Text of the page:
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Short-sellers took a beating in last week’s epic GameStop rally, resulting in one of the elder statesmen of the trade, Andrew Left of Citron Research, stepping away from the high-risk practice of betting against stocks.
But don’t count the shorts out just yet.
On Thursday, short-activist research firm Hindenburg Research published a blistering report targeting Clover Health, the health-tech startup backed by prominent venture capitalist and so-called King of SPACs, Chamath Palihapitiya. The health insurer also counts Google parent Alphabet as an investor; Chelsea Clinton sits on the board.
Hindenburg, best known for its takedown last year of EV startup Nikola, charges Clover Health “and its Wall Street celebrity promoter, Chamath Palihapitiya, misled investors about critical aspects of Clover’s business in the run-up to the company’s SPAC go-public transaction last month.”
Specifically, the report accuses the Nasdaq-listed Clover Health (ticker: CLOV) of failing to disclose “that its business model and its software offering, called the Clover Assistant, are under active investigation by the Department of Justice (DOJ), which is investigating at least 12 issues ranging from kickbacks to marketing practices to undisclosed third-party deals, according to a Civil Investigative Demand (similar to a subpoena) we obtained.”
Shares in Clover Health fell 15% at the open of trading today, about an hour after the Hindenburg report went public, before recovering some.
Asked by Fortune to address the allegations in the report, Clover Health said it would provide a comment “in the next few hours.” A spokesperson for Palihapitiya, meanwhile, did not respond to Fortune’s request for comment.
Palihapitiya has become something of a populist hero to retail investors, particularly the Reddit brigade. Sure enough, Clover Health investors and stock watchers took to Twitter on Thursday to urge Palihapitiya to give his side of the story, ostensibly to support the stock price amid a free fall. They also sought to martial investor support from fellow day traders to buy into the stock, evidently to trigger a rally, and squeeze out the shorts.
There was one big problem with that tactic: Hindenburg has zero exposure to Clover Health at the moment.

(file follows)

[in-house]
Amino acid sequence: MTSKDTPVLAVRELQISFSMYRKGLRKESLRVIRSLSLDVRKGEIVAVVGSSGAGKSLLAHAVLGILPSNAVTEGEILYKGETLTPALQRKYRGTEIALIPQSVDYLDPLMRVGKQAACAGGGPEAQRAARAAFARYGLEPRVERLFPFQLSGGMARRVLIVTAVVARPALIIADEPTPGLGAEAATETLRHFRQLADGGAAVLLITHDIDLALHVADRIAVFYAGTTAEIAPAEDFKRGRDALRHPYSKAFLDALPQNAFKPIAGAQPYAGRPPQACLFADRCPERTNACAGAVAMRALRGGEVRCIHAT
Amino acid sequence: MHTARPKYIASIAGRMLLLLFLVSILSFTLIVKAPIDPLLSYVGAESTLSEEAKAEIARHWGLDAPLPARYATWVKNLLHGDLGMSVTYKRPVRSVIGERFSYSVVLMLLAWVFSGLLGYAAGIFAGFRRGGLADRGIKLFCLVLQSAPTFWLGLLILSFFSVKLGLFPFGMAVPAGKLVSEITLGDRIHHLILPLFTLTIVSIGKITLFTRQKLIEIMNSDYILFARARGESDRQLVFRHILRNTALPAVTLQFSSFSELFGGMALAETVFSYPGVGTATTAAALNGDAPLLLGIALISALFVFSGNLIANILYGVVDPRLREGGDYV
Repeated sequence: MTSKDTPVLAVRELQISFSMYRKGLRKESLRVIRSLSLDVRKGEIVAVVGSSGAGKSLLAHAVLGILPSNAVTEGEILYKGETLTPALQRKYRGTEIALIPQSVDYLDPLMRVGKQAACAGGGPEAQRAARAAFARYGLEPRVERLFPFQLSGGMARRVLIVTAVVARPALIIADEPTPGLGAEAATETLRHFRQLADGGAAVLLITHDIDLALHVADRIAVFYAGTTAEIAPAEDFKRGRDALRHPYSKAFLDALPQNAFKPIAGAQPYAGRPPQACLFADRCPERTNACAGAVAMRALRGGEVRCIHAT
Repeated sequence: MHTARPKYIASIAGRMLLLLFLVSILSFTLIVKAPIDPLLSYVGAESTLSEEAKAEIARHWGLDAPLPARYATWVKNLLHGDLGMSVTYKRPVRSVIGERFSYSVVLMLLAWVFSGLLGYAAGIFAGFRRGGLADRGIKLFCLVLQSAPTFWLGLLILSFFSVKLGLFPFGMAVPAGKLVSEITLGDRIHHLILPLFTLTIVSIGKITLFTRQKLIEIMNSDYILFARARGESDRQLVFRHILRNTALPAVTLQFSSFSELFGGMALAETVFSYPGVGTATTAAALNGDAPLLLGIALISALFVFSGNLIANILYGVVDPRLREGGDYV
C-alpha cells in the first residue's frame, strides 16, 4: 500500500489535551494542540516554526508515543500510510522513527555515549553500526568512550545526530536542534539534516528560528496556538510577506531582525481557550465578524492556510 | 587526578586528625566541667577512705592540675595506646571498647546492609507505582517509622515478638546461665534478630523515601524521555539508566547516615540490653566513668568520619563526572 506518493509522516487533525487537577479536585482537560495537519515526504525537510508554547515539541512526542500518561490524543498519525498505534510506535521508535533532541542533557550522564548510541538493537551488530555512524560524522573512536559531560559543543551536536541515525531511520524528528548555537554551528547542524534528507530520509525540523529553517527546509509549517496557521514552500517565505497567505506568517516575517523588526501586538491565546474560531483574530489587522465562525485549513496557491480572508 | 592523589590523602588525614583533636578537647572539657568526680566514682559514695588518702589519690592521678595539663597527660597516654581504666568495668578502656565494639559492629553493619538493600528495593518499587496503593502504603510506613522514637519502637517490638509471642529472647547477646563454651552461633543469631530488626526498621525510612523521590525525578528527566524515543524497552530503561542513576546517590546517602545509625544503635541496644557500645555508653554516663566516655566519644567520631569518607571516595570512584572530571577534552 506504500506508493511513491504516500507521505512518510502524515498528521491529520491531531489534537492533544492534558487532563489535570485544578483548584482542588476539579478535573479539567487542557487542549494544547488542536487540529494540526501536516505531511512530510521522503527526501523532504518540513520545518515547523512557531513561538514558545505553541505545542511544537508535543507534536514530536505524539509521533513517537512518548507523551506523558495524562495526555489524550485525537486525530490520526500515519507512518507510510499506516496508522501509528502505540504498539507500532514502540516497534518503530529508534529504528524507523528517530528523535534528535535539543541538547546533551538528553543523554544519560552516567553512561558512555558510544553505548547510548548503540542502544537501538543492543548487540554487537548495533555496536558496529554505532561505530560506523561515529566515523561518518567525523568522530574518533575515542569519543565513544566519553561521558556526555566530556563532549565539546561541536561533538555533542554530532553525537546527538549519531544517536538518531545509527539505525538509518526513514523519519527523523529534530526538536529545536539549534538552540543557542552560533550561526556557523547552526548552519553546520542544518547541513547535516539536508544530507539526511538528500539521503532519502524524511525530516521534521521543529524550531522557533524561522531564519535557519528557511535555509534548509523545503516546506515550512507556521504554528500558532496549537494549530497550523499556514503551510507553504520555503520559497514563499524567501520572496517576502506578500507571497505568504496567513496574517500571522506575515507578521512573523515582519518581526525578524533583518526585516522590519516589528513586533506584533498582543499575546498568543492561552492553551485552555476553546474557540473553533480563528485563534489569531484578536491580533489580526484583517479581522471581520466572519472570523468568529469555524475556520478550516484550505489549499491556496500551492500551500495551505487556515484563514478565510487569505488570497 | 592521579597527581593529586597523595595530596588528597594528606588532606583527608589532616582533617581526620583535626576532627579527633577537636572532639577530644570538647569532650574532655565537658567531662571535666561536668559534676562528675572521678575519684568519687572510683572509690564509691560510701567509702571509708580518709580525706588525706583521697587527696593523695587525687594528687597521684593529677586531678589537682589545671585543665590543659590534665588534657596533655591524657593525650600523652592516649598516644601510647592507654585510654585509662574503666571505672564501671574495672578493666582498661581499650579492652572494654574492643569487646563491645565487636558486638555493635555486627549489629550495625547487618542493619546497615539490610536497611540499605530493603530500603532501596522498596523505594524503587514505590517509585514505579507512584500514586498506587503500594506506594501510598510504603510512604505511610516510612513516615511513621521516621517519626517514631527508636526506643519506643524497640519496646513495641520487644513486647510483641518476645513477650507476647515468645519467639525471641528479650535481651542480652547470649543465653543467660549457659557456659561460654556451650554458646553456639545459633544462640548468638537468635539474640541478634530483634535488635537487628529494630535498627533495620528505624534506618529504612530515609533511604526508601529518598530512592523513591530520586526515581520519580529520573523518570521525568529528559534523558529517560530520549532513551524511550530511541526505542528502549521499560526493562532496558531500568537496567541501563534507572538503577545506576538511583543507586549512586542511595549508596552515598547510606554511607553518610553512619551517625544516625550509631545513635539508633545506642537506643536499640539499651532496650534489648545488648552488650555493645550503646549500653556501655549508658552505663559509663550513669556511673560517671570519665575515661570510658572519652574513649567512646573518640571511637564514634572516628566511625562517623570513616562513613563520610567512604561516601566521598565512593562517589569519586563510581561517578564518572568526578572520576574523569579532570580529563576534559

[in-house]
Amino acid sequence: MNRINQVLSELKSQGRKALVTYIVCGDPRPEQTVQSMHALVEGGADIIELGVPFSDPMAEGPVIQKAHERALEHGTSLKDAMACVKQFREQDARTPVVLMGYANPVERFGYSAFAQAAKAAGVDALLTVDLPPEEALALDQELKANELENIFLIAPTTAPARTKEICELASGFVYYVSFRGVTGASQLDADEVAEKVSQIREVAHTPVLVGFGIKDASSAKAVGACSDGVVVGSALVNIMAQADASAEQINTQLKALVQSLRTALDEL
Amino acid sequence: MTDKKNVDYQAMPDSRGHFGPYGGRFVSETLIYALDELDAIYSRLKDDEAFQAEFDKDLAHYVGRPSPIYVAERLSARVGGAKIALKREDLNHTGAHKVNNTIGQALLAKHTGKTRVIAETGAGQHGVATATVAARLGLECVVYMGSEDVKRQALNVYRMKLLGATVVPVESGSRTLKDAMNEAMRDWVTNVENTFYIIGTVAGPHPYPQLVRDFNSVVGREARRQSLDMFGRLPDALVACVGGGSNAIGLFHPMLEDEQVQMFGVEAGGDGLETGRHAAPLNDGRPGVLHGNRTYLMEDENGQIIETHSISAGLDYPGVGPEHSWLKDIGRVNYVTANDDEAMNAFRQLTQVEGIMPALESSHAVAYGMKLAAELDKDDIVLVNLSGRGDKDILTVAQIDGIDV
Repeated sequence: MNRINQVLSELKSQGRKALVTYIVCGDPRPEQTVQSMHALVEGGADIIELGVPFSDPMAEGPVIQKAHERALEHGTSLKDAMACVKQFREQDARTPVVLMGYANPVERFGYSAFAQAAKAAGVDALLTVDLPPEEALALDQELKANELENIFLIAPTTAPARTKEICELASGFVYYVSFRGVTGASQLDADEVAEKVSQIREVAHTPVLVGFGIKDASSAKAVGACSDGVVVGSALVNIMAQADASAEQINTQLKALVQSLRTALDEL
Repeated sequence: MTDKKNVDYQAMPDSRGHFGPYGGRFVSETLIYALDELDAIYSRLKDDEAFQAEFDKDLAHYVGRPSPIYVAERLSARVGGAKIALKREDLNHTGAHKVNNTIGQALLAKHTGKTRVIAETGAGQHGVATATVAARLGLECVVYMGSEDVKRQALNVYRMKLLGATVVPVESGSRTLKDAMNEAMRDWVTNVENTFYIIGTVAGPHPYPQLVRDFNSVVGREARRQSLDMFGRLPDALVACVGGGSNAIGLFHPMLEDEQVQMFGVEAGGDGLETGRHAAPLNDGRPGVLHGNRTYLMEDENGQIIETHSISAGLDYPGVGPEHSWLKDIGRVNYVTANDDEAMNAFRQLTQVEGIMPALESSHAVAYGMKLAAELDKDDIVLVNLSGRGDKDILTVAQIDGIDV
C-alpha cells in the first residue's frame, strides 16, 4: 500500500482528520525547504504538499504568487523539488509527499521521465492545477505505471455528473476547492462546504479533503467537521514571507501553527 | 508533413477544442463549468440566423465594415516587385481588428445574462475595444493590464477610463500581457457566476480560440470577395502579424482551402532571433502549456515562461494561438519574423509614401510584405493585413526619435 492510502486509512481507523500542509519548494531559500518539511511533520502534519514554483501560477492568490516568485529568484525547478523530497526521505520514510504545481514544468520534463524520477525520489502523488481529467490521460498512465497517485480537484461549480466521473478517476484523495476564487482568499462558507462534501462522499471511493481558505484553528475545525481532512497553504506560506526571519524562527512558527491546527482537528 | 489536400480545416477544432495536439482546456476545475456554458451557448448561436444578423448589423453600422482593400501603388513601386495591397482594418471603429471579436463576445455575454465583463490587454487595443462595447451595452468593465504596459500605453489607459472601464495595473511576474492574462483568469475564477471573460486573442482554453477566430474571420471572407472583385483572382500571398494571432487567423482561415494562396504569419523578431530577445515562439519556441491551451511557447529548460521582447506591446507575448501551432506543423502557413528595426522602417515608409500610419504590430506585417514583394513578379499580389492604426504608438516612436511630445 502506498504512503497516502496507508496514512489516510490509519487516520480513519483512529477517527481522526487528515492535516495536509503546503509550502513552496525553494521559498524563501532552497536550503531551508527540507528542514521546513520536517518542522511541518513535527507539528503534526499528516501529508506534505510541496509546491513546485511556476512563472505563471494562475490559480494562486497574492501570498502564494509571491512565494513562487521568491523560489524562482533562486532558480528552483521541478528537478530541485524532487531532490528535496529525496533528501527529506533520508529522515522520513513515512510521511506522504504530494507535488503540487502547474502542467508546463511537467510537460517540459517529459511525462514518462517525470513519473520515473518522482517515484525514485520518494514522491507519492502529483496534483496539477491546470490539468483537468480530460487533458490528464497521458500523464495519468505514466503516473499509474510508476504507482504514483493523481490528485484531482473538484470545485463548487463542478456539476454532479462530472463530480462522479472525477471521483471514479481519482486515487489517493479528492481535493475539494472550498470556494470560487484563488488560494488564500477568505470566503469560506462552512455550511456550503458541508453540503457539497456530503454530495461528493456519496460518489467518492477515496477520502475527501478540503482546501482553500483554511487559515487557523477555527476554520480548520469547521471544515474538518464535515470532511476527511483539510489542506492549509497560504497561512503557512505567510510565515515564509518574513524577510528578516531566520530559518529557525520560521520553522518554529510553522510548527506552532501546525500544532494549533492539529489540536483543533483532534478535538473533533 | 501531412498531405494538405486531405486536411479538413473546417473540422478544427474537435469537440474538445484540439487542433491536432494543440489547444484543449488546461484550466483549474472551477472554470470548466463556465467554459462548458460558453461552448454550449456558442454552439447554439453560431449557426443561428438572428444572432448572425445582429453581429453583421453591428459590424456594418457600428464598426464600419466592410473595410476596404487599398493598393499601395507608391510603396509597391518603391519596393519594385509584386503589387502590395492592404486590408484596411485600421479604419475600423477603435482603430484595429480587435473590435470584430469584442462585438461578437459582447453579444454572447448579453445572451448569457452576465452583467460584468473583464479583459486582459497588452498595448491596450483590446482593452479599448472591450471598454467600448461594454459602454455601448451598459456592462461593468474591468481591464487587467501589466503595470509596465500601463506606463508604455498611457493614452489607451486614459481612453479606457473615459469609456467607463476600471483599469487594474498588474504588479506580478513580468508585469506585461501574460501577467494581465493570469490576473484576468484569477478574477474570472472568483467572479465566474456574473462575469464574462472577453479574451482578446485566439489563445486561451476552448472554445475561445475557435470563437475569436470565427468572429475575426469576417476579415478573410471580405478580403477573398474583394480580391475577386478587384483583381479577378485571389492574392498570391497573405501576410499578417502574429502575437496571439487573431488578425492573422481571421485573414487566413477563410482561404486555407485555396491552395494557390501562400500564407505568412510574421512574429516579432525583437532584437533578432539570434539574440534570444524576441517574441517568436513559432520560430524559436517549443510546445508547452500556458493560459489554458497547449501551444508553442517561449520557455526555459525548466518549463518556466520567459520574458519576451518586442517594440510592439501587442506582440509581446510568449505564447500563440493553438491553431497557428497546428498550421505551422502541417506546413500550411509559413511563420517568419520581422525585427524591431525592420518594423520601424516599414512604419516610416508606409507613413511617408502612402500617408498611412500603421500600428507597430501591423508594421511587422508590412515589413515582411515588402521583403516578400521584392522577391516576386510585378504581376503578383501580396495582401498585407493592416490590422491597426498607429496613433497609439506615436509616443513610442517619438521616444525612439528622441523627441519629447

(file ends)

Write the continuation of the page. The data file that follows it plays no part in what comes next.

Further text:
“We have no position (short or long) in Clover Health because we think in this moment for public markets, it is more important for people to understand the role short sellers play in exposing fraud and corporate malfeasance,” Hindenburg wrote in the report. The point: In this climate of hostility between retail investors and the short investor community, Hindenburg would rather send a message than pad out its portfolio.
That curveball seemed to unsettle some of the Twitter masses. “You state you have no position in $CLOV,” one Twitter user replied to Hindenburg’s tweet about the report. “What is your motivation to put so much money and time into such a report?”
The loss-making Clover Health went public on Jan. 8. after the company was acquired by Palihapitiya’s special purpose acquisition company, Social Capital Hedosophia Holdings III last autumn. Clover Health is the third of Palihapitiya’s SPACs to go public.
Supporting the little guy
Palihapitiya, the former Facebook executive and serial investor, has emerged as a prominent voice in support of retail investors, repeatedly warning his 1.2 million Twitter followers that they are right to be wary of Wall Street. He’s also used his platform to go on the offensive against short-sellers, another target of day traders’ ire.
In Thursday’s report, Hindenburg pointed out in numerous places where it shares the same philosophy as Palihapitiya, writing:
“Chamath has expressed views we wholeheartedly agree with: 1. Wall Street is a corrupt cesspool…2. When things go south, bankers and executives cry for bailouts and regulation to stack the deck…3. People should not be censored.”
Where Palihapitiya and Hindenburg founder Nathan Anderson remain far apart is on the value of SPACs.
Lesser-scrutinized SPACs have become the favored vehicle to raise big money on the quick in a bull market. According to Goldman Sachs, SPACs have outnumbered traditional IPOs in both number and heft so far this year—that’s after a record 2020. “During the first three weeks of 2021,” Goldman wrote in a recent research note, “SPAC IPO proceeds have totaled $16 billion across 56 new SPAC IPOs while just $4 billion was raised across nine traditional IPOs.”
Anderson told Fortune last year he worries that the billions raised in the SPAC boom could create an investment climate where dodgy businesses go public and unwitting investors get burned.
Hindenburg alleges one such company is Clover Health.
“While Chamath has seemingly taken every opportunity available to present himself as a beacon of rigorous due diligence and Wall Street know-how, our 4-month investigation led us to conclude that Clover Health’s culture is rooted in deception and has taken every opportunity to push or break the rules to mislead its customers, investors, and Medicare,” Hindenburg writes.
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